Nevada is a community property state, which means that presumptively your assets and debts belong...
How are property and debts divided in a divorce?
Nevada is a community property state. In a community property state, there is a presumption that all property and all debts earned or incurred during marriage are community. Therefore, each party would be entitled to one-half of the assets, and would be responsible for one-half of the debts.
A presumption of law means that anyone who doesn’t want certain property or certain debts to be deemed community has the burden of proving to the court why this should be so. There are exceptions to the general community property principle that everything obtained during the marriage is community.
An example would be an inheritance. Let’s say your spouse’s father dies and leaves an inheritance of $100,000. That inheritance would typically not be deemed community property, even though it was received during the course of the marriage.
If the inheriting spouse can prove that the inheritance was intended for him or her alone and there was never commingling of the funds, that $100,000 would be exempted from the general rule of splitting the money equally between parties.
However, if one receives property and then co-mingles those funds (for example, puts the funds in a joint bank account), that person runs the risk that his or her separate property money would be considered as community.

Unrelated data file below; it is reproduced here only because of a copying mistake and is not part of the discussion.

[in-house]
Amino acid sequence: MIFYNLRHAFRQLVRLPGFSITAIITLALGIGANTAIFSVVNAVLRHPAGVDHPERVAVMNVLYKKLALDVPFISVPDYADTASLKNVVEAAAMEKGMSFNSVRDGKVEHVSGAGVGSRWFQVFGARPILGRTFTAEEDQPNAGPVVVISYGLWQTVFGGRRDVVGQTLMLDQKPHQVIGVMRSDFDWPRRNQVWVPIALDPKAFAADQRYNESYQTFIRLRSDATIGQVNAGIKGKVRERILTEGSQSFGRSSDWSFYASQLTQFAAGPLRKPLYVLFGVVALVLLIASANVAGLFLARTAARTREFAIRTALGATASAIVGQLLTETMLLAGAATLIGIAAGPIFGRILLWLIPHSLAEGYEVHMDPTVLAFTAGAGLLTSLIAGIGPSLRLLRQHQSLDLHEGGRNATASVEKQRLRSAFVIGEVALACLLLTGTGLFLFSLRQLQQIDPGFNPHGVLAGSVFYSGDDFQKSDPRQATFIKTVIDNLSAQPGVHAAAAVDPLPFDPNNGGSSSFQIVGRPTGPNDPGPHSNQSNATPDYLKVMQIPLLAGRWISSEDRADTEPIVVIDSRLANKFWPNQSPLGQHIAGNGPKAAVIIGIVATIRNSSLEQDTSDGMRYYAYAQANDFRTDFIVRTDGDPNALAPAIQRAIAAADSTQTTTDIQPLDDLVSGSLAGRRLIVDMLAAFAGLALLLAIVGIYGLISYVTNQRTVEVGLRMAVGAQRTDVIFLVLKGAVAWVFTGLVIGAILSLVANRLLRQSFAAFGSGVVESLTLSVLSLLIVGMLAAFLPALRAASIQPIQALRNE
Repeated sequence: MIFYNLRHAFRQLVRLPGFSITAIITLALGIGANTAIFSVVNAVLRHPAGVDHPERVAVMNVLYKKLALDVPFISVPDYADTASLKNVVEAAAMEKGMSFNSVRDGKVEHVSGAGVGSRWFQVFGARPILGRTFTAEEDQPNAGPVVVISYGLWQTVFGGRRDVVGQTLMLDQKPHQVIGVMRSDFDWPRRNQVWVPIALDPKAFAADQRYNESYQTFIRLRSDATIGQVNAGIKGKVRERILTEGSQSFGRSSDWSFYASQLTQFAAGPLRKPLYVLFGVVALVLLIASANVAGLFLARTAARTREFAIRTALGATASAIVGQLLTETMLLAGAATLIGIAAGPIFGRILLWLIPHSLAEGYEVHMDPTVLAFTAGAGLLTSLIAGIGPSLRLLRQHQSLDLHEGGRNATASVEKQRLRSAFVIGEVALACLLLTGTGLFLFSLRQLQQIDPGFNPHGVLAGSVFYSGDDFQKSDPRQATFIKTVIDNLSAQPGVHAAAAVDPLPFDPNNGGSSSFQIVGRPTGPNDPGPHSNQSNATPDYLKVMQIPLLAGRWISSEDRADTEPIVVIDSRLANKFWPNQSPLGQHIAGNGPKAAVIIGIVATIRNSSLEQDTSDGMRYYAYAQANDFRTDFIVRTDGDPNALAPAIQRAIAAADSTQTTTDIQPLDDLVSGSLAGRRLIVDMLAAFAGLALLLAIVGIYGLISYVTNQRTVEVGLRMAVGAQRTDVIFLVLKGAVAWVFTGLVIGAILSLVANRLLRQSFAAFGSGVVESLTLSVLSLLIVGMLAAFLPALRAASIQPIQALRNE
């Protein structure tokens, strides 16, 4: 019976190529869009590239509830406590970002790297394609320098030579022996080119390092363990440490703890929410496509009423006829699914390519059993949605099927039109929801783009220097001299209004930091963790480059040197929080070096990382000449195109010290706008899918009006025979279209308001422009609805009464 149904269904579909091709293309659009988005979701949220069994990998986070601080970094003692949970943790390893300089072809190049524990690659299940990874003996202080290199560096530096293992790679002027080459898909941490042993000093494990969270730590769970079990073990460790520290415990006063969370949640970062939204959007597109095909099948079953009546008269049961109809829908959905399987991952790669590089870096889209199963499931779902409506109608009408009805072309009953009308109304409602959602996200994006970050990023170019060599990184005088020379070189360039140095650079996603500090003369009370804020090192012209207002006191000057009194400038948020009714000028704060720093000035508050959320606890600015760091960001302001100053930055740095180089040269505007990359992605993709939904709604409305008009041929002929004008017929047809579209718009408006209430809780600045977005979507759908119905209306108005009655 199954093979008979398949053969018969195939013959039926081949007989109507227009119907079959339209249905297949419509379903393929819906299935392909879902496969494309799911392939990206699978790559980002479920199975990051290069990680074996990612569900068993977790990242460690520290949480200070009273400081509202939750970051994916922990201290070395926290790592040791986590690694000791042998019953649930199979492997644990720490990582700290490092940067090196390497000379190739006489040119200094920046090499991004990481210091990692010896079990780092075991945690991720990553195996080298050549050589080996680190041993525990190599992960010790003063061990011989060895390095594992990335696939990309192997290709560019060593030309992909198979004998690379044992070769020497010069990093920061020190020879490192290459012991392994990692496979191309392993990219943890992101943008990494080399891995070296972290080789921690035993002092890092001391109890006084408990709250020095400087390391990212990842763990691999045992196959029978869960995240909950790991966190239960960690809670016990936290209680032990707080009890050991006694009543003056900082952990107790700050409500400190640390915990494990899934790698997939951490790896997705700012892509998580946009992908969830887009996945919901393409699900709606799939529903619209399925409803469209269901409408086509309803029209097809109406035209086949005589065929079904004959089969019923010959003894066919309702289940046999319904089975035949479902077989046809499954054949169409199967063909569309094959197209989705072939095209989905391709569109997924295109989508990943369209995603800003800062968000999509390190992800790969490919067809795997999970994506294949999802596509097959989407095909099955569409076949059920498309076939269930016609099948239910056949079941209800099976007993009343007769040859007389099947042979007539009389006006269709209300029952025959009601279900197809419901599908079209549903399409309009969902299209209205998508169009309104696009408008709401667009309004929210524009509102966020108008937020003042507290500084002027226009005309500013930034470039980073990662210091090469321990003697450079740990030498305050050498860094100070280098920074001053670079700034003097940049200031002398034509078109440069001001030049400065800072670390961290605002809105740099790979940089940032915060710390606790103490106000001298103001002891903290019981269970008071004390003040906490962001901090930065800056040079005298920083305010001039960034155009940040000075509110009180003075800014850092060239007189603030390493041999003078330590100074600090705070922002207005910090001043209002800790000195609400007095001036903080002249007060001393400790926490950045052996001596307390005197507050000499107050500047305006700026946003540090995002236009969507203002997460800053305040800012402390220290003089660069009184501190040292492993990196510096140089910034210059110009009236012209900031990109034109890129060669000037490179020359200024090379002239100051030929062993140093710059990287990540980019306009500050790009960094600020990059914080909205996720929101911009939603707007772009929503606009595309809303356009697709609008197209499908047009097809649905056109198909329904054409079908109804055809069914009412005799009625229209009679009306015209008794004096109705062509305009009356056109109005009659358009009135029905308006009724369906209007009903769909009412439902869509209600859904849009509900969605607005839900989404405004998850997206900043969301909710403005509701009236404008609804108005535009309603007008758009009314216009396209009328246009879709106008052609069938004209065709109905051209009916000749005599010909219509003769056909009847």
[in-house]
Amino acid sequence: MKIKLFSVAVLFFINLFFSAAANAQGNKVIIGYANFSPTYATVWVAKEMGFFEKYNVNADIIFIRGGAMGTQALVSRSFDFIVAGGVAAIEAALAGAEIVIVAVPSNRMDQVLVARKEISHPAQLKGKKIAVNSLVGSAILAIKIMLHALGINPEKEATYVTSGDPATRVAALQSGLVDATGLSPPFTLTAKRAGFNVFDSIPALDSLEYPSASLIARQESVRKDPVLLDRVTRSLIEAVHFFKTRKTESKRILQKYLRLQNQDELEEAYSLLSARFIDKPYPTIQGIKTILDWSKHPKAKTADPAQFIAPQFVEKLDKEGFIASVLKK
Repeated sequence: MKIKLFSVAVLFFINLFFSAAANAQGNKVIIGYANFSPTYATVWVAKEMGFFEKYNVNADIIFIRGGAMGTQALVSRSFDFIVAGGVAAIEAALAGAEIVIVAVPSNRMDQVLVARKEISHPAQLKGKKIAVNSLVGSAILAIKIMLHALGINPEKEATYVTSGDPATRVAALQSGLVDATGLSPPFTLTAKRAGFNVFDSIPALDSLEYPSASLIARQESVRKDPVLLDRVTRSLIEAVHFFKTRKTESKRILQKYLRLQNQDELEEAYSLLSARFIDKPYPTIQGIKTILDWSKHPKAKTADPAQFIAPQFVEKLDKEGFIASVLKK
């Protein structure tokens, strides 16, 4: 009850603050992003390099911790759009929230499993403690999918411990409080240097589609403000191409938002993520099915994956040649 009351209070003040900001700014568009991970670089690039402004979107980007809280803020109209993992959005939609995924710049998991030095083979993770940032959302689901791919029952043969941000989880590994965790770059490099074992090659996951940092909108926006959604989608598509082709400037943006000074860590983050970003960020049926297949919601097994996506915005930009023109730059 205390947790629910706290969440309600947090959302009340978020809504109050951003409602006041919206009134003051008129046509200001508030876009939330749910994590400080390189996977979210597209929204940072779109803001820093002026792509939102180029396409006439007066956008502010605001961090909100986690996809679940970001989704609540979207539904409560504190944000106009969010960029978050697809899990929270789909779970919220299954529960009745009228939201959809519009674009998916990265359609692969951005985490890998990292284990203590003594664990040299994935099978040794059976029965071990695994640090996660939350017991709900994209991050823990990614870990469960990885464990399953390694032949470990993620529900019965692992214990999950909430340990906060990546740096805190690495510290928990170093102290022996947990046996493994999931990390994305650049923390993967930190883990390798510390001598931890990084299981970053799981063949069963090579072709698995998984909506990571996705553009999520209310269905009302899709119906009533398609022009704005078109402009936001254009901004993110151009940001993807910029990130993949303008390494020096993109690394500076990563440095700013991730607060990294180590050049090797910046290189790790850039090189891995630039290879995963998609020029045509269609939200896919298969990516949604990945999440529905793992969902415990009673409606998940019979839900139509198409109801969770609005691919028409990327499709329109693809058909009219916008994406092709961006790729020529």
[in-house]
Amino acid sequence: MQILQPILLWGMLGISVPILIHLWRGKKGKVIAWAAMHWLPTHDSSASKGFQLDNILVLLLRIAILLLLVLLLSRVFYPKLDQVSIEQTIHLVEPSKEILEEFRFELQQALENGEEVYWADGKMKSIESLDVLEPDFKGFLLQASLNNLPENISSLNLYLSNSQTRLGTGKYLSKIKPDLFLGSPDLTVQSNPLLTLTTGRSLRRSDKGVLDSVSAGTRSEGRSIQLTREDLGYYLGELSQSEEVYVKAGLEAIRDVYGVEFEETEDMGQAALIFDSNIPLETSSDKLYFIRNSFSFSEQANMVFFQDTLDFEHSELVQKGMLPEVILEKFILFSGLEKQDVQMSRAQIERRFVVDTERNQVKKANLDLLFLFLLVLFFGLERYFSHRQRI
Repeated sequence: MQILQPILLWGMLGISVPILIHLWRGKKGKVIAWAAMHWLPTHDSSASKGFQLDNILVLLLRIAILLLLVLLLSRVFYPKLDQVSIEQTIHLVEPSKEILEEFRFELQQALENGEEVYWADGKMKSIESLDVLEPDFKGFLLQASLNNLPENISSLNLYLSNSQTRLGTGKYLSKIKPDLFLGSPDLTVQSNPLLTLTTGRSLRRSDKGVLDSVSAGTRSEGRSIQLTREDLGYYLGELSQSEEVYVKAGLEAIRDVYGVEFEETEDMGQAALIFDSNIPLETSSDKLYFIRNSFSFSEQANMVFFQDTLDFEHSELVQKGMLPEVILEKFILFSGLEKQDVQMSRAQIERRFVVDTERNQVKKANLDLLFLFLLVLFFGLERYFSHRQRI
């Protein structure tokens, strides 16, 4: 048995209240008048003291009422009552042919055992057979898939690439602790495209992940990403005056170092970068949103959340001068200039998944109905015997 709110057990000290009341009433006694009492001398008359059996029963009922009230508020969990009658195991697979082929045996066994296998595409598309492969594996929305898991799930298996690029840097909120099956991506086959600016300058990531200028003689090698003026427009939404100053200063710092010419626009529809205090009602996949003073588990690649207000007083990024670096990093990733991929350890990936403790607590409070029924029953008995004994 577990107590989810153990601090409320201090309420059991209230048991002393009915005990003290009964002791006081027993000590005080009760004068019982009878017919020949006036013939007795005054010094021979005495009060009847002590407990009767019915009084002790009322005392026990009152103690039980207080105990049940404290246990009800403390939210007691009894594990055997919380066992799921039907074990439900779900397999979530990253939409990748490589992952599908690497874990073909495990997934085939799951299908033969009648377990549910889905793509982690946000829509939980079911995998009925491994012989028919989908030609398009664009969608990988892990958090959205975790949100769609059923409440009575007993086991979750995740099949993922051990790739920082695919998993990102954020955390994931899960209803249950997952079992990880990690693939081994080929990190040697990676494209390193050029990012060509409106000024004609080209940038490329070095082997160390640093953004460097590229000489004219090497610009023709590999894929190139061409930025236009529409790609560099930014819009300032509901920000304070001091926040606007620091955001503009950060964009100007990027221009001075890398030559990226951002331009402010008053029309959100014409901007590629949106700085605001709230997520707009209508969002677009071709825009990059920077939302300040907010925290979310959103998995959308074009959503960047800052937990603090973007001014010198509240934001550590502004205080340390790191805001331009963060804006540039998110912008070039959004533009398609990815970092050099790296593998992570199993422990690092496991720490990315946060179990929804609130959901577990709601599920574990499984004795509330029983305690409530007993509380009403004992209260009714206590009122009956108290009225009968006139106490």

When the court divides assets, it doesn’t equally divide every item of property. For example, common sense would tell you that the court would not order the living room couch sawed in two pieces with each party receiving one-half of the couch.
Rather, courts use what is called equalization. The couch may be worth $1,000.00, and, if for example, there is also a television worth $1,000.00, the court could then order one party to take the couch and the other party to take the television, as they have a roughly equal value.
In Nevada, it is common for the court to order one party to draft what is called an “A-B” list. That is, one party lists all community assets under two columns, one called “A” and one called “B”. After the list is completed, the other party, that is, the one who didn’t draw up the list gets to decide whether he or she will take the items in column “A” or column “B”.
This motivates the party who is making the list to be fair, because that party doesn’t know whether the other party will choose “A” or “B. If the parties can agree to the division of property and debts, the court will usually sign off on the agreement.
As with all issues in court, any issues that are not resolved between the parties will be resolved by the judge.